One major cloud that has been hanging over AbbVie (NYSE:ABBV) is how long the company will be able to hold off biosimilar competition for its top-selling drug Humira. Amgen (NASDAQ:AMGN) won FDA approval last year for Amjevita, its biosimilar to Humira. However, Amjevita hasn't reached the market yet due to AbbVie's legal challenges.
AbbVie's management team has stated in the past that it would be able to protect Humira from U.S. competition through 2022. On Thursday, the company took a big step in delivering on its promise by announcing an agreement with Amgen that will prevent Amjevita from being sold in the U.S. until 2023. AbbVie stock jumped around 6% on the news. But just how good is the deal with Amgen?
Background and details
It's important to understand the background behind what was going on with AbbVie and Amgen. The Food and Drug Administration approved Amjevita in September 2016. However, the FDA focused on clinical equivalence to Humira and not on questions about patent enforcement.
Although some key patents for Humira have expired, AbbVie has another 61 patents for the drug that are still in force. So AbbVie almost immediately went to court to assert its intellectually property rights. Had Amgen attempted to launch Amjevita, AbbVie would definitely have sought a preliminary injunction to keep Amjevita off the U.S. market until the matter could be settled in court.
As it turned out, Amgen didn't try to begin selling its biosimilar. The two companies were scheduled to head to court in November 2019, but that trial won't be necessary now. According to AbbVie, "All litigation pending between the parties will be dismissed, and Amgen has acknowledged the validity of AbbVie's intellectual property related to Humira."
Amgen will now be able to begin marketing Amjevita in the U.S. on Jan. 31, 2023. However, the biotech can launch its biosimilar in Europe starting on Oct. 16, 2018.
What it means for AbbVie
The great news for AbbVie is that it won't have competition from Amgen's biosimilar in the U.S. until 2023 -- just as the company promised. Even better, Amgen will pay royalties to AbbVie on all global sales of Amjevita as a result of the company's acknowledgement of AbbVie's intellectual property rights for Humira.
Note, however, that AbbVie's agreement with Amgen doesn't prevent others from trying to dethrone Humira. Case in point: Boehringer Ingelheim won FDA approval for its biosimilar to Humira in August. Quite a few other companies also have Humira biosimilars in development.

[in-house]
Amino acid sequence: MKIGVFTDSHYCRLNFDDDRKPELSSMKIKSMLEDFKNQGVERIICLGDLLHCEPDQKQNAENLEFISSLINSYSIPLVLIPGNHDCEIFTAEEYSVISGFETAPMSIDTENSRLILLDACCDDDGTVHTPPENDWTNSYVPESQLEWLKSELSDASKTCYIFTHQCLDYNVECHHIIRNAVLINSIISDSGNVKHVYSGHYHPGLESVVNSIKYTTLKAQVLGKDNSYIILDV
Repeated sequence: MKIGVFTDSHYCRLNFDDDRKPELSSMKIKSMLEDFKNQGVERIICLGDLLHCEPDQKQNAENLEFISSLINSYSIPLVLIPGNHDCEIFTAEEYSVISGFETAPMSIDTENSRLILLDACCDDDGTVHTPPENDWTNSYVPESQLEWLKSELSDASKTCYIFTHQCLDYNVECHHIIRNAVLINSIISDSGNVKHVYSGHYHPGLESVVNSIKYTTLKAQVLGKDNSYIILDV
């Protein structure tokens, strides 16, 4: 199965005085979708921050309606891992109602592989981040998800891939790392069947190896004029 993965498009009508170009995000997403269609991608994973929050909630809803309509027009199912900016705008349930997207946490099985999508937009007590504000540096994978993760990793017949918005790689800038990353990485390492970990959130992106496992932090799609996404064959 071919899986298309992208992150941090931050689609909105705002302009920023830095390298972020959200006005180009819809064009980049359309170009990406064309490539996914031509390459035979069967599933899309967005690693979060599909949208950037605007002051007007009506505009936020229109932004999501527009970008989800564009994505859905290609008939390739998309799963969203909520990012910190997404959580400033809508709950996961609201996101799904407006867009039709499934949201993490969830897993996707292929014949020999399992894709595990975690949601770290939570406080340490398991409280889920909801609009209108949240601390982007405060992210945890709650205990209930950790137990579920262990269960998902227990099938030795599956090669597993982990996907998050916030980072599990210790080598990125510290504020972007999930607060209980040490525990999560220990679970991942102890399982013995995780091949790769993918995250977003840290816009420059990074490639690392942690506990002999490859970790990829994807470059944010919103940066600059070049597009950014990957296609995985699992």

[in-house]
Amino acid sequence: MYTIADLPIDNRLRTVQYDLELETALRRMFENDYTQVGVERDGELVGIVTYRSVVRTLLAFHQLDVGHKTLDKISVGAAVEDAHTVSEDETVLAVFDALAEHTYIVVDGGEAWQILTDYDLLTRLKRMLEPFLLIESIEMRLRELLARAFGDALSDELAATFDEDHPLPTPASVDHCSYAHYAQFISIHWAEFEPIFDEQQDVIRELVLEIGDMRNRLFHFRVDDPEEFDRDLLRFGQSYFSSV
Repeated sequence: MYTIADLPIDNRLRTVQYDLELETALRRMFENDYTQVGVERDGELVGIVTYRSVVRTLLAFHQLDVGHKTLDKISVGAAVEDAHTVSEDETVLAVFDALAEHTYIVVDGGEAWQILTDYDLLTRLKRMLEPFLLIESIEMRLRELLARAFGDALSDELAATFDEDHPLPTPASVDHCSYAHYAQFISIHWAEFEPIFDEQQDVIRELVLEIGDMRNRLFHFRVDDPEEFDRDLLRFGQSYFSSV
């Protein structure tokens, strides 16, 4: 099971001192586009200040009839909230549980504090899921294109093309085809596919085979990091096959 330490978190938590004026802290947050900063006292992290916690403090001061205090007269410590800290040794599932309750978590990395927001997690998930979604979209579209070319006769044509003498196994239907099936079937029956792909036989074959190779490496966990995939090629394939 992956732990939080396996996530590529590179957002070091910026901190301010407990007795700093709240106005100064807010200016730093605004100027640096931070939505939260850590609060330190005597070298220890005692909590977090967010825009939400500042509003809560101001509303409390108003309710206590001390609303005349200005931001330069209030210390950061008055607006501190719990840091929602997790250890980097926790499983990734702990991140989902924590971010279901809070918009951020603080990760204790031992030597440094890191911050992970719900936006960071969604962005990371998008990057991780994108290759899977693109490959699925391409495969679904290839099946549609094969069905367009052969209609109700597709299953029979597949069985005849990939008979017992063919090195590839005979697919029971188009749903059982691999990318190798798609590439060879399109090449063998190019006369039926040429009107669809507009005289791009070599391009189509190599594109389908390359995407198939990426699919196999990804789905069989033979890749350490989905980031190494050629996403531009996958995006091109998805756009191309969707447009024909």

But AbbVie's deal with Amgen shouldn't be underestimated. Full details of the agreement remain confidential, but the fact that AbbVie stock went up a lot more than Amgen stock did shows which company won the skirmish. Amgen is a huge company with the financial resources to hire the best legal minds. And its legal team decided that settling was preferable to going to court. I suspect that other drugmakers hoping to compete against Humira in the U.S. with their own biosimilars are having doubts right now about their chances of success.
How will the agreement impact international sales for Humira? AbbVie's executives always talked about fending off U.S. competition; they knew that the drug would inevitably face European challengers -- and sooner rather than later. Amgen and Samsung Bioepis already have secured approval for their Humira biosimilars in Europe, while Novartis submitted for European approval for its biosimilar product in June.
Roughly one-third of total Humira sales come from markets other than the U.S. Don't expect that revenue to dry up overnight. As a case in point, look at autoimmune-disease treatment Enbrel. Pfizer has commercialization rights to the drug outside of the U.S. and Canada. Even with multiple biosimilars to Enbrel on the market in Europe, the drug's sales in the first half of this year were less than 20% below the prior-year period.
I think AbbVie is sitting pretty right now: It is is able to keep Amjevita off the U.S. market for more than five years. It stands to make money from all sales of Amjevita. Its intellectual property claims for Humira are bolstered.
Most important, though, AbbVie should now have time for its impressive pipeline to produce a worthy heir to Humira. Autoimmune-disease drugs upadacitinib and risankizumab could take the baton from Humira over the next few years. Rova-T could join Imbruvica as another megablockbuster in treating cancer. And these possibilities are just the tip of the iceberg.
Because the details of the AbbVie-Amgen agreement remain confidential, it's hard to say exactly how great a deal for AbbVie it is. However, I would definitely say this is a good deal for the big biotech -- and for AbbVie shareholders.
Editor’s note: A previous version of this article stated that it was unknown how much AbbVie might have paid Amgen as part of the two companies' agreement, because specifics of the deal remain confidential. AbbVie subsequently clarified that no payment is being made to Amgen.
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